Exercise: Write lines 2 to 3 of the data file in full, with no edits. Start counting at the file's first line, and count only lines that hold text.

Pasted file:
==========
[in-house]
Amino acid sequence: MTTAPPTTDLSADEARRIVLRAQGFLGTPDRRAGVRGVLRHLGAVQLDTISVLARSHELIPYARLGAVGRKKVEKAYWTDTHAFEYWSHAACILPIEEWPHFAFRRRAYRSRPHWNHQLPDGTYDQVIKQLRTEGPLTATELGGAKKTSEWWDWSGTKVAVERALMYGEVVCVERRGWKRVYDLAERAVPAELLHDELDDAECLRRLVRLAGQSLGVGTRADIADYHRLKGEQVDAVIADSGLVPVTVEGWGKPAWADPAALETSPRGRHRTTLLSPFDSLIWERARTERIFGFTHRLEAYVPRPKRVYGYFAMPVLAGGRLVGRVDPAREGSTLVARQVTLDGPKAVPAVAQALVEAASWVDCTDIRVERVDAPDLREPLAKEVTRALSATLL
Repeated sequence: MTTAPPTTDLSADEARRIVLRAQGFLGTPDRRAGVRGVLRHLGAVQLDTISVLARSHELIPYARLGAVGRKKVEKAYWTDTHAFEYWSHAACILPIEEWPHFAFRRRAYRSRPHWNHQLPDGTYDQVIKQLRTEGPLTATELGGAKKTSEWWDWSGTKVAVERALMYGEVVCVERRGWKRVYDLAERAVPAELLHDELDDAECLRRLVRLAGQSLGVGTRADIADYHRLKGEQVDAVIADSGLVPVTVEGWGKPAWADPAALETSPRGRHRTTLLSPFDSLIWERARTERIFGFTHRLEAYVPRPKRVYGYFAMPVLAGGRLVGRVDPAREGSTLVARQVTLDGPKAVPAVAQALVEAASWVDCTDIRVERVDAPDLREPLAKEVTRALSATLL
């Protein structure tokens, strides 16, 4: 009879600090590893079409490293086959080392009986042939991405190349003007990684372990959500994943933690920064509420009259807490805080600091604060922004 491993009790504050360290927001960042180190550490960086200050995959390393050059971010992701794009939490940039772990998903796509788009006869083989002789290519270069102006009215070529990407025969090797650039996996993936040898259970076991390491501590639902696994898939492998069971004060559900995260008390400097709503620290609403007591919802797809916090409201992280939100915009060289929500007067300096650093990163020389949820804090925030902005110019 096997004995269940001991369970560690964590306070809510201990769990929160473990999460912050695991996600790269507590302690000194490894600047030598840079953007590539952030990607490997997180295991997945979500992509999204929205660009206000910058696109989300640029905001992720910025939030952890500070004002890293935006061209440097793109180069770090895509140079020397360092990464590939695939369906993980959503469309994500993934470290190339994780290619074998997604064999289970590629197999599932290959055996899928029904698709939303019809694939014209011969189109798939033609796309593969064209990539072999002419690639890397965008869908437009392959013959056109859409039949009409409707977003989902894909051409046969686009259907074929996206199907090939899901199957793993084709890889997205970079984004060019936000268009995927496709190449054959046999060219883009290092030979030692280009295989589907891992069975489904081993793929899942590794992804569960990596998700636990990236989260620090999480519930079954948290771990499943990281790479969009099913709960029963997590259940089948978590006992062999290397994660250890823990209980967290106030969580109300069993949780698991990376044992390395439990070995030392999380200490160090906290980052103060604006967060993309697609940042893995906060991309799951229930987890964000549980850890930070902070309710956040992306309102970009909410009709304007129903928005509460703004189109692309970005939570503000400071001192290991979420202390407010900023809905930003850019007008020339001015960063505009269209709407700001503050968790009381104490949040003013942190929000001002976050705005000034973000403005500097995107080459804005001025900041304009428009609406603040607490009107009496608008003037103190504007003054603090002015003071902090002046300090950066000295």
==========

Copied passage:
Amino acid sequence: MTTAPPTTDLSADEARRIVLRAQGFLGTPDRRAGVRGVLRHLGAVQLDTISVLARSHELIPYARLGAVGRKKVEKAYWTDTHAFEYWSHAACILPIEEWPHFAFRRRAYRSRPHWNHQLPDGTYDQVIKQLRTEGPLTATELGGAKKTSEWWDWSGTKVAVERALMYGEVVCVERRGWKRVYDLAERAVPAELLHDELDDAECLRRLVRLAGQSLGVGTRADIADYHRLKGEQVDAVIADSGLVPVTVEGWGKPAWADPAALETSPRGRHRTTLLSPFDSLIWERARTERIFGFTHRLEAYVPRPKRVYGYFAMPVLAGGRLVGRVDPAREGSTLVARQVTLDGPKAVPAVAQALVEAASWVDCTDIRVERVDAPDLREPLAKEVTRALSATLL
Repeated sequence: MTTAPPTTDLSADEARRIVLRAQGFLGTPDRRAGVRGVLRHLGAVQLDTISVLARSHELIPYARLGAVGRKKVEKAYWTDTHAFEYWSHAACILPIEEWPHFAFRRRAYRSRPHWNHQLPDGTYDQVIKQLRTEGPLTATELGGAKKTSEWWDWSGTKVAVERALMYGEVVCVERRGWKRVYDLAERAVPAELLHDELDDAECLRRLVRLAGQSLGVGTRADIADYHRLKGEQVDAVIADSGLVPVTVEGWGKPAWADPAALETSPRGRHRTTLLSPFDSLIWERARTERIFGFTHRLEAYVPRPKRVYGYFAMPVLAGGRLVGRVDPAREGSTLVARQVTLDGPKAVPAVAQALVEAASWVDCTDIRVERVDAPDLREPLAKEVTRALSATLL